The Batmobile is hands-down the most famous vehicle on planet Earth. Seeing this amazing replica of Batman’s car displayed during XCONWORLD will make superhero fans think they’ve slipped into the Batcave.
Fans can even channel their inner superhero while sitting inside the 1966 replicar and have their photo taken with the iconic machine.
Batman’s first appearance in “Detective Comics” no. 27 in May 1939 makes no mention of a crime-fighting car. It wasn’t until issue no. 48 in February 1941 that the Dark Knight drove a powerful red convertible the narrator refers to as the “Batmobile.” Over the next 71 years, comic book readers saw more than 100 different versions of Gotham City’s rolling arsenal, each representing cutting-edge technology and styling for the period. Comic artists were not always designing from scratch. That first Batmobile looked exactly like a six-year-old Cord 810, and later cars resembled a Studebaker, a few Jaguars, two or three Porsches, several Corvettes, a Mustang Mach 1 and even a Lamborghini.
Its first depiction on the silver screen was not memorable, owing to extremely low budgets of the 1943 and 1949 Columbia movie serials. In the first installment, Alfred the butler ferried Bruce Wayne around Gotham in a factory-stock 1939 Cadillac Series 75 convertible with the top down. When danger threatened, Robin chauffeured Batman around in the same car, but with the top up. The second movie featured the same Batman/Bruce Wayne, top-up/top-down carpool act but with a 1949 Mercury convertible.
The Batmobile spectacularly came to life with the debut of the 1966-’68 television program starring Adam West as the Caped Crusader. “Batman” producers hired California car customizer George Barris to build a fully functional vehicle on a near-impossible deadline. To meet their request, he transformed a retired Lincoln concept car from the 1950s into the Batmobile. This was the beautiful 1955 Futura. So popular was the TV series (and 1966 feature-length movie) that Barris made three Batmobile replicas to tour the country while the original stayed on the set.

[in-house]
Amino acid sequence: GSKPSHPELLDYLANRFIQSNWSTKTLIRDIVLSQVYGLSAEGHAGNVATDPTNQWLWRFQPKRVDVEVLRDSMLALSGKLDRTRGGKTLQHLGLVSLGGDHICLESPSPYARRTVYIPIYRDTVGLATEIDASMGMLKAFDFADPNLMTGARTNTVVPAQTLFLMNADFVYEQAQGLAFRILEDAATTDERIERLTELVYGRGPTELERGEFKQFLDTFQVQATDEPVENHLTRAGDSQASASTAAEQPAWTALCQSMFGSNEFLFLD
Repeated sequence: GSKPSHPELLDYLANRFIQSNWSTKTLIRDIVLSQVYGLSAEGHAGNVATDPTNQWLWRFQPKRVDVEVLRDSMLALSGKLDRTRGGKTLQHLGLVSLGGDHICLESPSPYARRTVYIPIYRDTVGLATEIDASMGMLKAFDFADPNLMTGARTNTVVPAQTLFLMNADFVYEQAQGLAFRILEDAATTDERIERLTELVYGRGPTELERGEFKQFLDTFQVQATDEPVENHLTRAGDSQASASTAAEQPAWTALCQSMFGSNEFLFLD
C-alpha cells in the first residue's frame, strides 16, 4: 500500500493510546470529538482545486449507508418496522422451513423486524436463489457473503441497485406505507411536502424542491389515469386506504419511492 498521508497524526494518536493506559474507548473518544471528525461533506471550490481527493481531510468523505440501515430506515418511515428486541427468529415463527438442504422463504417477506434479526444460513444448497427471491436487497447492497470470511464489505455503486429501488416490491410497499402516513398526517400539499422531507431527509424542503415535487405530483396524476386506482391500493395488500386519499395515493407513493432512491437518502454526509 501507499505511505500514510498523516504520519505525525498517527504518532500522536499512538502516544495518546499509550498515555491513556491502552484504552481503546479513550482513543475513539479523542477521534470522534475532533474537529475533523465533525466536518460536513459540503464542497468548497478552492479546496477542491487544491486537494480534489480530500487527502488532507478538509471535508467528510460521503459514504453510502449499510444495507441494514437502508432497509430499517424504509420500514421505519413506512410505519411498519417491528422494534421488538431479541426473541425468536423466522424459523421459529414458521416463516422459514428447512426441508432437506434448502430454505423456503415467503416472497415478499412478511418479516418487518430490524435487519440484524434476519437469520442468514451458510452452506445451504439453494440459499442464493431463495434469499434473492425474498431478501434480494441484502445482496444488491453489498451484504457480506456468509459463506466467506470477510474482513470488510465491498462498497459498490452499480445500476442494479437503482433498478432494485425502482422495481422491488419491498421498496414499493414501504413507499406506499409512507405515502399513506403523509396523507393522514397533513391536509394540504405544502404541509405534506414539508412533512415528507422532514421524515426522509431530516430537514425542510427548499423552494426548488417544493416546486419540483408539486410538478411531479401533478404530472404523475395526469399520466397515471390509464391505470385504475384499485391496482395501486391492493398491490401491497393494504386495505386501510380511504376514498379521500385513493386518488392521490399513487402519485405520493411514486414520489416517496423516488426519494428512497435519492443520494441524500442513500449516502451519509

Recently the #1 Batmobile from the 1966 TV series sold at auction for $4.2 million dollars. The sale included many memorabilia items from the George Barris collection.
When Michael Keaton wore the cowl in 1989’s “Batman” and 1992’s “Batman Returns” films, his Batmobile looked like a combination battering ram and land-speed-record challenger. Like the TV version from two decades earlier, it was powered by a jet turbine; unlike its predecessor, it could jettison its fenders and travel in a narrow “Batmissile” mode. Director Tim Burton wanted the car to represent strength, mystery and the kind of technological prowess a billionaire like Bruce Wayne could muster.
When director Christopher Nolan and star Christian Bale restarted the entire Batman history in 2005 with “Batman Begins,” production designers imagined a new Batmobile free of any previous influence. To complement the gritty urban conditions of Gotham City in the 21st century, Nolan suggested the Batmobile combine the durability and weaponry of a military tank with the agility and silhouette of an exotic sports car. Special effects trickery would give the bat-black car a pair of autocannons, a rocket launcher, downforce flaps and jet propulsion, but Nolan wanted a real vehicle able to race through streets and perform stunts for the cameras. Once the computer-aided engineering plans were approved, a 30-person crew built six functional cars at a cost of a quarter-million dollars apiece. Batman drove the “Tumbler,” as it was nicknamed, in “Batman Begins” and 2008’s “The Dark Knight,” but the bad guys managed to steal several of the military-grade Tumblers for their own misdeeds in the 2012 blockbuster “The Dark Knight Rises.”